Without presuming to speak for the human race, but claiming what authority membership bestows, let it be said that there is no time when people are more susceptible to otherworldly interactions than at Christmas time. Marking the greatest spiritual advent in history, the aura and traditions of Christmas have been alive with ghosts ever since—making Mr. Chesterton’s “The Shop of Ghosts” most welcome as a warm yet shivering parable about Christmas spirits.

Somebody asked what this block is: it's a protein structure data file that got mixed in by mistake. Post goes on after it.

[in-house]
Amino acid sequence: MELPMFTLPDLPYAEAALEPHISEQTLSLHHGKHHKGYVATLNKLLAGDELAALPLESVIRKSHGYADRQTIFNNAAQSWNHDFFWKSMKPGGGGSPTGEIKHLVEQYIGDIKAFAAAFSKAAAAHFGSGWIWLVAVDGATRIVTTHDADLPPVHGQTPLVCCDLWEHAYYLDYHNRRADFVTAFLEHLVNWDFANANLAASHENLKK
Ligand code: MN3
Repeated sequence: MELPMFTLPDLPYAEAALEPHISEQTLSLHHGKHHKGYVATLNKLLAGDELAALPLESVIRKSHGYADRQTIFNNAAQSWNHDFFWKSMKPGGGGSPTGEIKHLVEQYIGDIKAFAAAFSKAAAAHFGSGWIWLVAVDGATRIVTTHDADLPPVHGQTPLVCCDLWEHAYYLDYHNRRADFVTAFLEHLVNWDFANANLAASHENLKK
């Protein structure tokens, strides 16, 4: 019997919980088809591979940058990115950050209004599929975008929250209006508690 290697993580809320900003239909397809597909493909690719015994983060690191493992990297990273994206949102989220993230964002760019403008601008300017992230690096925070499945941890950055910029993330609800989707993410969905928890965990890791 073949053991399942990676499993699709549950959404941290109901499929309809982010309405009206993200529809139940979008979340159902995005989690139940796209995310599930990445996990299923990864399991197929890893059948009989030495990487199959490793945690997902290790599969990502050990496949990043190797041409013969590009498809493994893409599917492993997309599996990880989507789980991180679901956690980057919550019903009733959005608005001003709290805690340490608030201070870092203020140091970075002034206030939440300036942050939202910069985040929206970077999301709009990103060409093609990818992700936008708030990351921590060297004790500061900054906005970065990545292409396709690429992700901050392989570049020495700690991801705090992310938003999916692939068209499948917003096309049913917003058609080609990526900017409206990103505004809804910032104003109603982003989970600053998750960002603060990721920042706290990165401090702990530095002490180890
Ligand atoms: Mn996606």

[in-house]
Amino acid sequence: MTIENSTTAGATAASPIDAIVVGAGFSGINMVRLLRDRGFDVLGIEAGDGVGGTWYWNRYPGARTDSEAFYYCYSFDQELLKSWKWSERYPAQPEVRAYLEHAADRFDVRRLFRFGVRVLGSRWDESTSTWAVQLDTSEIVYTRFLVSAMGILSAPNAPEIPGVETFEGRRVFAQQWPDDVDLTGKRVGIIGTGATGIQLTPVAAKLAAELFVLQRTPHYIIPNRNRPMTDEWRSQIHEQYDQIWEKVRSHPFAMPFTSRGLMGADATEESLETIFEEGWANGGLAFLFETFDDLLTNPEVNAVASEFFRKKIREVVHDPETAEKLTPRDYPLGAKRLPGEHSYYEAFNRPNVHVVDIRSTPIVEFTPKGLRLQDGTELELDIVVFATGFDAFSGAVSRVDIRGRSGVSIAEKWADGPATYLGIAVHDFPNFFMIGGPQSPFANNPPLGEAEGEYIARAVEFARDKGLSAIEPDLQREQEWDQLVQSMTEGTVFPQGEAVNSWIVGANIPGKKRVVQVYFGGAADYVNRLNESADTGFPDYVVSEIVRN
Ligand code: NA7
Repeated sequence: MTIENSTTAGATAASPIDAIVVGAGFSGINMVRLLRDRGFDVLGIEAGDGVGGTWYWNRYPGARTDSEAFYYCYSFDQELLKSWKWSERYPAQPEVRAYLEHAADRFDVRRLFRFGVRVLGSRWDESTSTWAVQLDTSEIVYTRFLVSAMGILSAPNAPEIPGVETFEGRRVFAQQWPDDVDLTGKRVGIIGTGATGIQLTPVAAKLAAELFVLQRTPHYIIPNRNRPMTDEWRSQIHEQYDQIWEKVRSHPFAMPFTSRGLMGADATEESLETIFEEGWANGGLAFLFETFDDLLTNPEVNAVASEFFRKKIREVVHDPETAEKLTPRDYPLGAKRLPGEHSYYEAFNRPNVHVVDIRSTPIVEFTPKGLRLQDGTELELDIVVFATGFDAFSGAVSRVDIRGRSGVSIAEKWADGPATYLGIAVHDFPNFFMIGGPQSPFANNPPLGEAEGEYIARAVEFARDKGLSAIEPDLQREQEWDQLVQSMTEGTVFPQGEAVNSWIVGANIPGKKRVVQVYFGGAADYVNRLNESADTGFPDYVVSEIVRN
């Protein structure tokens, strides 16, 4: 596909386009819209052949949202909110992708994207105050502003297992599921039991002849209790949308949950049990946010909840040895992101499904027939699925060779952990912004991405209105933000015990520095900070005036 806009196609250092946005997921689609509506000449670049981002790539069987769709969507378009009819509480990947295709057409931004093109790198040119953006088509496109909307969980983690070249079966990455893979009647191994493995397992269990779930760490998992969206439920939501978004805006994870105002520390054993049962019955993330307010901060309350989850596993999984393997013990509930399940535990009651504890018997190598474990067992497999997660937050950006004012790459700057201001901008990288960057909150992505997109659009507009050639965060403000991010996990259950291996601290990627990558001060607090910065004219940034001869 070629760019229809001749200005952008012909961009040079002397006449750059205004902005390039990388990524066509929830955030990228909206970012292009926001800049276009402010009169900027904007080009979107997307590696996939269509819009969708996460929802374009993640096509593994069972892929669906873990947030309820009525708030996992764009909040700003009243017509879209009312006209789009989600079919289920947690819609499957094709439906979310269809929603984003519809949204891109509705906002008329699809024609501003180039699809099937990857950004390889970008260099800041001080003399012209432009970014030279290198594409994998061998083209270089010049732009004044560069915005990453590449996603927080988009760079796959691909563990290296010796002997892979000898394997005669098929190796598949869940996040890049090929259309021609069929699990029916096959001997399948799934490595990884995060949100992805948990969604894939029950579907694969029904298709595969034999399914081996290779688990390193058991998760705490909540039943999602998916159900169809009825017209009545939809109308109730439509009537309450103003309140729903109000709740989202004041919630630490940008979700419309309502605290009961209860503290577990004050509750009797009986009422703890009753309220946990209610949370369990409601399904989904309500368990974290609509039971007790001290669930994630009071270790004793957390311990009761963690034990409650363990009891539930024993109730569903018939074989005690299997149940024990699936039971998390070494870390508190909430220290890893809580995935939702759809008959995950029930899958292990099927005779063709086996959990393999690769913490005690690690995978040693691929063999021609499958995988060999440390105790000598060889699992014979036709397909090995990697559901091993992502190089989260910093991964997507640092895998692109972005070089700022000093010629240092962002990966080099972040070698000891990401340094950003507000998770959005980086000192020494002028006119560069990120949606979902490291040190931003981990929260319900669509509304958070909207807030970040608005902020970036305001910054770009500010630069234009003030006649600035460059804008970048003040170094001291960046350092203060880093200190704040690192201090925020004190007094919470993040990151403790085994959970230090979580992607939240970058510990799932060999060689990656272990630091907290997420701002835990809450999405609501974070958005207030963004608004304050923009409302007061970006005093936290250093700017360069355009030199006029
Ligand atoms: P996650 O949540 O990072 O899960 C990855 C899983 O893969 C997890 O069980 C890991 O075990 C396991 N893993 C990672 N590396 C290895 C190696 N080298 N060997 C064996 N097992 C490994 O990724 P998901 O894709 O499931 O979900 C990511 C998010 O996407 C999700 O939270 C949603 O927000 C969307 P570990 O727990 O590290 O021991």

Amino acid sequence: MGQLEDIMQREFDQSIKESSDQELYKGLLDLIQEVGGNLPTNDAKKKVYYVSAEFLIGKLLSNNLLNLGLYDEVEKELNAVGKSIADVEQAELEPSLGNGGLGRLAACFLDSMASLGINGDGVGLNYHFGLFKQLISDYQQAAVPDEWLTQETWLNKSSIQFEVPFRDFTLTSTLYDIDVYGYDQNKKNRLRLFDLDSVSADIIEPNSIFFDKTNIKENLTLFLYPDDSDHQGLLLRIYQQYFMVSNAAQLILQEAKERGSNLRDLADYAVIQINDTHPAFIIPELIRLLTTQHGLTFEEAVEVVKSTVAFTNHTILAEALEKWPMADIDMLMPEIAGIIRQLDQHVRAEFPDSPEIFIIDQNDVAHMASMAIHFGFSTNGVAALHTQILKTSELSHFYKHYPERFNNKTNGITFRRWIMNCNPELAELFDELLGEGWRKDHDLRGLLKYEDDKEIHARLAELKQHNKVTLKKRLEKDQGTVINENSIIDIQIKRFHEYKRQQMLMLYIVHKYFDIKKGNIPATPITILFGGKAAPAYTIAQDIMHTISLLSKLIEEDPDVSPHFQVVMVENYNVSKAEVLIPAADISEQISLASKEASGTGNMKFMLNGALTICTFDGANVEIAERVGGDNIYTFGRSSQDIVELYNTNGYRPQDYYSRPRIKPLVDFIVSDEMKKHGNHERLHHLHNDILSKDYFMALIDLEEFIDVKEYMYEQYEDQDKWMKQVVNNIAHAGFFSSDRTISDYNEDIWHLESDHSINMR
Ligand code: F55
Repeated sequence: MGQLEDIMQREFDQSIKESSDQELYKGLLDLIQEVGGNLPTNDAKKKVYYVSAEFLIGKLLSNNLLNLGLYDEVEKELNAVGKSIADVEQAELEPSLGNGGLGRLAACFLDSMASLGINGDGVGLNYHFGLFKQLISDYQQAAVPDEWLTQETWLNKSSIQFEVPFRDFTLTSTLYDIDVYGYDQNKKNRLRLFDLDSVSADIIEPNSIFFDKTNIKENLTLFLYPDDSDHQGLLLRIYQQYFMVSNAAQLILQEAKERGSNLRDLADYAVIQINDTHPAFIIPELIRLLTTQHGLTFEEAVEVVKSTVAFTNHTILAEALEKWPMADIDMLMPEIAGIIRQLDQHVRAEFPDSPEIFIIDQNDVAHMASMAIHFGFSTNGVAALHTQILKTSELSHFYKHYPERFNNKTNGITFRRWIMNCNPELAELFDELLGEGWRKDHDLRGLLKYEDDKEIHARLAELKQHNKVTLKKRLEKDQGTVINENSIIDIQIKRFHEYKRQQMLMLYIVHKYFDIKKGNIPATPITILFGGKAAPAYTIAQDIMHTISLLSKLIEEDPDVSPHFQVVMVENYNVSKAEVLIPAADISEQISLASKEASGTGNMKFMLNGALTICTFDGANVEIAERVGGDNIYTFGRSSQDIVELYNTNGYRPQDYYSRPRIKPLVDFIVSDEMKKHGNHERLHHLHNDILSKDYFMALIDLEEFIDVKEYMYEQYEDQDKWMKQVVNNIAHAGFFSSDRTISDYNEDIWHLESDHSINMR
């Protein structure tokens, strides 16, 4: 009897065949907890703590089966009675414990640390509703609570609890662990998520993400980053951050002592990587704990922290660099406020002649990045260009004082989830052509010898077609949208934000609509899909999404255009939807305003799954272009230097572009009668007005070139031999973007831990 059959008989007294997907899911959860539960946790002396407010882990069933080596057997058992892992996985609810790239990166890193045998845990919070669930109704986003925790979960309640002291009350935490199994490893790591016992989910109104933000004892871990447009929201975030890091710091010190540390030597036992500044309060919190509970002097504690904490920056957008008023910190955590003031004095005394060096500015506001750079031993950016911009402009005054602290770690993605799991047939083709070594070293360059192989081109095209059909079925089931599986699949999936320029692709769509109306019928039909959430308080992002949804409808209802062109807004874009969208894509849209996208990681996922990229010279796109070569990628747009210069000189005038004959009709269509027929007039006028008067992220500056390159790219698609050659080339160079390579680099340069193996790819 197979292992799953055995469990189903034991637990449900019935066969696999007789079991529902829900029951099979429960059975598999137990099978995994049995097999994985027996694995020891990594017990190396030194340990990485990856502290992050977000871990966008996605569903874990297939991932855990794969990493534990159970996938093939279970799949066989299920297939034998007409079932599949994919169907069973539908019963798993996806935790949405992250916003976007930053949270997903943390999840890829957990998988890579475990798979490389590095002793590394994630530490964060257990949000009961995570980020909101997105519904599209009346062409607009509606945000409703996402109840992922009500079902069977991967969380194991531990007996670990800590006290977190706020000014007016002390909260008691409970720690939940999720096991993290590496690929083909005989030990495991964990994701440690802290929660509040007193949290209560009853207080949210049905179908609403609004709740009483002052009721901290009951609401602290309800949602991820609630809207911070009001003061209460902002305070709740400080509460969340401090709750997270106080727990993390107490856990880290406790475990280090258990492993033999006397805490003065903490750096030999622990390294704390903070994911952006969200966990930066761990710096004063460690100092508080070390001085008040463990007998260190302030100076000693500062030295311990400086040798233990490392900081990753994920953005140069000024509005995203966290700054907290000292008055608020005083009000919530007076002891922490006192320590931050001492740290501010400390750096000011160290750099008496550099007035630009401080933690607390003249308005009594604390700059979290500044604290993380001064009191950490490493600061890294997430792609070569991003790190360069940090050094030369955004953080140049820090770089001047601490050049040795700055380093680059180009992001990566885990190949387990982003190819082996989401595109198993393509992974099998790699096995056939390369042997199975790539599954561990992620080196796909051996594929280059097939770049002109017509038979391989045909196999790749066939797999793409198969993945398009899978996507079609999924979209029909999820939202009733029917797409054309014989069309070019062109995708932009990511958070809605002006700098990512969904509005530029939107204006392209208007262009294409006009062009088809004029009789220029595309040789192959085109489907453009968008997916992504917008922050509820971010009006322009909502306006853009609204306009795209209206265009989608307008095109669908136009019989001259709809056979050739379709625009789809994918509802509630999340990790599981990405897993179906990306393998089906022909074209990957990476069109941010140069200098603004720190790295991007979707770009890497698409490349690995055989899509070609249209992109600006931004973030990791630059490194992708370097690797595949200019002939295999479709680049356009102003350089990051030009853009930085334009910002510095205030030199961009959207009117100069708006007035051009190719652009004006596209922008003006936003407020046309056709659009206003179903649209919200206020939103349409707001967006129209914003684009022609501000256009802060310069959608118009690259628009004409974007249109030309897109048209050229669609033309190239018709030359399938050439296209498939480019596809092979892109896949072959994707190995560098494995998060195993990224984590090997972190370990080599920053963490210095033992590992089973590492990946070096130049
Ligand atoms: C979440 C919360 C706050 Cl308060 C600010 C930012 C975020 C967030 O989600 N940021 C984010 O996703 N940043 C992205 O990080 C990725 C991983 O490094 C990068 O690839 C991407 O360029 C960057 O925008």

By contrast to the other seasons, Christmas is the most merrily haunted season, and it is in this contrast that Christmas must be appreciated. Appreciation for anything is best acquired through appreciable experience of its opposite. It is the man who comes in from the cold blast who is most blessed by the fire’s heat. The merits of any feast are augmented by the memory of a fast. The precious miracle of life is reinforced by the somber sense of death. Such extremes define the margins of Christmas, which has ever dwelt upon diametric compliments, such as winter and warmth, the homeless and the homestead, peasants and kings, life and death, God and man. It is in the spirit of these paradoxes that the Prince of Paradox, Gilbert Keith Chesterton, tells his strange Christmas ghost story showing that the immortality of Christmas is a miracle because it is dying.Father Christmas in Chesterton’s Shop of Ghosts